Alimenti A, Forbes JC, Oberlander TF, et al. Pediatrics. 2006;118(4). Available at: www.pediatrics.org/cgi/content/full/118/4/e1139
PURPOSE OF THE STUDY. The effective treatment of HIV-infected women with antiretroviral agents has dramatically reduced the incidence of HIV infection in their newborn infants. However, an ongoing concern has been the potential adverse effects of the antiretroviral agents themselves on the neurodevelopment of HIV-uninfected children who were exposed to combination HIV medications. The purpose of this study was to investigate the neurodevelopment of HIV-infected children exposed to combination anti-HIV therapy in pregnancy compared with children not exposed to this therapy.
STUDY POPULATION. A total of 39 antiretroviral therapy–exposed and 24 control children were assessed.
METHODS. This was a prospective, controlled, cross-sectional study. The Bailey Scales of Infant Development and Vineland Adaptive Behavior scales were performed at 18 to 36 months of age. Control children were born to HIV-uninfected women with similar anticipated social and economic backgrounds. Results were compared by using analysis of covariance and χ2 analysis.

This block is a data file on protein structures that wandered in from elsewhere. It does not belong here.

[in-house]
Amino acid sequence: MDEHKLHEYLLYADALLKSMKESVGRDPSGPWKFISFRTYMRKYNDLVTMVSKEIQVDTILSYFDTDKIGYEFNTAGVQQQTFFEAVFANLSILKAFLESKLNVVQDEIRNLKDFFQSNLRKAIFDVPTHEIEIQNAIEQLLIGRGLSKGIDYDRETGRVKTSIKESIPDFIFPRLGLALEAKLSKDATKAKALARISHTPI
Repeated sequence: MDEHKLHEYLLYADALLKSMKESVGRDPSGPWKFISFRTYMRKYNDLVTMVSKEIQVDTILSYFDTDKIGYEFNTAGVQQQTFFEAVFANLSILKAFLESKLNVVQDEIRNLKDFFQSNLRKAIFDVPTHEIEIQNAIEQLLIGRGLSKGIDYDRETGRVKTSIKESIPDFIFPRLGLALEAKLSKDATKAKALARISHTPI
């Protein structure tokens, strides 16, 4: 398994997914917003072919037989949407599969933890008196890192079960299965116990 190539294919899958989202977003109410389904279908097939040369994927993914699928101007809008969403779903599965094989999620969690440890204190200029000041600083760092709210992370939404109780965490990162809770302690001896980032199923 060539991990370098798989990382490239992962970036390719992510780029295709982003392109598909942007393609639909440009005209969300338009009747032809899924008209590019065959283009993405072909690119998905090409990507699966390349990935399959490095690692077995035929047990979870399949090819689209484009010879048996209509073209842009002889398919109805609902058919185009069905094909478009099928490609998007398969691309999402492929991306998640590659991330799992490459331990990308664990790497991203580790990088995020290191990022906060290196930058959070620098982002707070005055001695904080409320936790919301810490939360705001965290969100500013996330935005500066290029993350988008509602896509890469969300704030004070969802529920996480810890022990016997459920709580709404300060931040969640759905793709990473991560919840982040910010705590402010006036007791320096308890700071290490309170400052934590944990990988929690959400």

RESULTS. All scores were lower for children who were exposed prenatally to antiretroviral therapy. However, when maternal substance use during pregnancy was controlled for, there were no significant differences between the groups in any of the domains assessed. Children in both groups who were exposed to maternal substance use scored significantly lower in most domains than children who were not exposed.
CONCLUSIONS. HIV and antiretroviral therapy–exposed HIV-uninfected children had lower development and adaptive behavior scores compared with children who were not exposed to HIV or anti-HIV drugs. It is important to note that these differences were not significant when maternal substance use was considered. In this prospective study, exposure to perinatal anti-HIV therapy was not associated with neurodevelopmental abnormalities.
REVIEWER COMMENTS. This small study demonstrated that maternal substance use impacted the neurodevelopment of children to a far greater extent than exposure to anti-HIV drugs. In this study, at least, any negative impact of antiretroviral drugs on infant neurodevelopment was masked by the maternal substance use. This is not to say that exposure to combination anti-HIV medications may not have an impact on childhood development. Studies with similar designs to this one, in larger numbers of children for whom maternal substance use is not a confounding factor, will be required to address this issue fully.
- Copyright © 2007 by the American Academy of Pediatrics